News Feature

Originally published in Castine Patriot, June 28, 2018
Whistleblower case against Castine child care center closed

Deborah Chapman

Deborah Chapman.

Photo courtesy of Deborah Chapman

by Anne Berleant

The case of a retaliation and whistleblower complaint filed against former Castine early childhood care center The Learning Tree is closed, after the Maine Human Rights Commission ruled in favor of the The Learning Tree on June 25.

Former teacher Deborah Chapman had filed the suit on April 27, 2016, alleging she was fired by The Learning Tree in March 2016 for reporting a violation to the Maine Department of Health and Human Services, specifically not naming a director or chain of command. (The director hired at the center’s September opening quit mid-December.)

The Human Rights Commission considered only the whistleblower complaint, and held there was not sufficient evidence to support Chapman’s claim. Chapman stated she mailed a letter outlining the violation to The Learning Tree’s board of directors in January 2016, after sending similar emails to the board. Board President Nancy Sayre and member Diana Bernard denied receiving any such communication.

“As far as we are concerned, it’s a closed book. It was a closed book since the day she departed,” Bernard said prior to the MHRC hearing, which confirmed the findings of an earlier report by an MHRC investigator.

Chapman, who was employed by The Learning Tree from its opening in September 2015 until she was fired in March 2016, said she is glad to put her experience with Sayre and Bernard behind her. Before Chapman was fired, Sayre filed complaints of misconduct by Chapman with the DHHS in March 2015, and, after she was fired, appealed her unemployment claims.

DHHS cleared Chapman of any misconduct at The Learning Tree and the Maine Department of Labor twice upheld Chapman’s unemployment compensation claim. Letters from parents and interviews with board members, and former and current teachers at The Learning Tree concerning Chapman’s performance and the overall management were part of the DHHS investigation. Three of six board members quit in disagreement of Chapman’s firing, and a significant portion of its young clients were pulled.

“My take away is I feel exonerated because the Department of Labor and DHHS each did investigations and everyone cleared my name,” she said. “My reputation stands.”

Chapman, who holds a master’s degree in early childhood education, is currently employed at a Bucksport child care center.

The Learning Tree cited for violations
In the DHHS investigation into The Learning Tree, the center was found in violation of six regulations, in July 2016. The violations concerned staff not meeting certain requirements, such as exercising good judgment in the handling of children, using positive methods of child guidance, and being able to perform assigned tasks. None of the violations rose to the level requiring formal action, according to the DHHS report signed by Jonathan Leach, a DHHS quality and compliance officer, but only correction within the center. By November, the center had closed.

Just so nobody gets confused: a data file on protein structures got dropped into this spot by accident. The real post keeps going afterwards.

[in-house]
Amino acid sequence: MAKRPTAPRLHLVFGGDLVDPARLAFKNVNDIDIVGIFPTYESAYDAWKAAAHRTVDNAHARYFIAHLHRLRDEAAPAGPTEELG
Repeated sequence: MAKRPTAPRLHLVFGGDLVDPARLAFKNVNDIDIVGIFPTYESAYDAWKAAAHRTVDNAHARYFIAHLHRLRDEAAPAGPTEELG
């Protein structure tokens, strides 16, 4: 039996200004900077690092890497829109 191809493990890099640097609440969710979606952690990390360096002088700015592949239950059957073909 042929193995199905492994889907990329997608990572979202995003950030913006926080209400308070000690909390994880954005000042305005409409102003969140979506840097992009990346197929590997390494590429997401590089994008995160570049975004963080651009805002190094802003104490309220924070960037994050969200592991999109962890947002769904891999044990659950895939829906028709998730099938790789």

In the seven months Chapman was employed by The Learning Tree, the director hired at its start and two teachers apart from Chapman quit. Sayre took on the director role but never established a clear chain of command for the teachers on site, Chapman claimed.

When the Learning Tree closed, Sayre stating the board wanted to focus on fundraising the over $350,000 needed for a new Castine Early Learning Center. That fundraising is ongoing for a building on State Street, on town land leased to CELC for a nominal fee, with well over one-third raised. Bernard stated earlier this year that the board hoped to open the facility in late 2018.

A failed merging of child care groups
The Learning Tree was formed in July 2015 when two separate and competing child care groups merged. Castine Early Learning Center, a nonprofit 501(C)(3) formed in 2014 by Sayre, who holds a PhD in early education, was focused on a long-term, high quality solution to early childhood education in Castine. A group of parents, initially involved, splintered off soon after, to focus on a short-term solution, incorporating as Seaside Community Center.

The new Learning Tree board consisted of three members from each board, with Sayre as president. However, just as The Learning Tree had difficulty in retaining teachers—three teachers, including the director hired when the center opened, quit The Learning Tree in seven months—so did the board have similar difficulty.

“I was appointed to the board following the Castine Town meeting to mediate between the two existing groups, Nancy Sayre’s and the collective group of parents informally DBA Seacoast Community Center,” former board member Alaina Scheuchzer wrote in an April 4, 2018 email. “I know we met to discuss the contentious situation between Nancy and Deborah the week of March 7th. We were notified via email that Sunday (March 13) that Nancy had resigned as [the center’s] Director and was only acting as President of the Board because she did not agree with the determined course of actions from the previous meeting’s vote.”

At that previous meeting, a motion to terminate Chapman’s employment failed to pass: “On March 10th, while Chapman was on administrative leave, our board met to consider her termination, and the decision was split 3 to 3,” Bernard wrote in a letter to DHHS inspector in July 2016. “On March 18 Chapman was “immediately terminated,” Bernard continued, for an alleged incident with a fellow teacher’s child. The following day, board members Scheuchzer, Heather Trainor and Rhonda Varney quit and removed their children.

The Castine Early Learning Center board now consists of Sayre as President, her husband W.G. Sayre, Bernard, and one other member.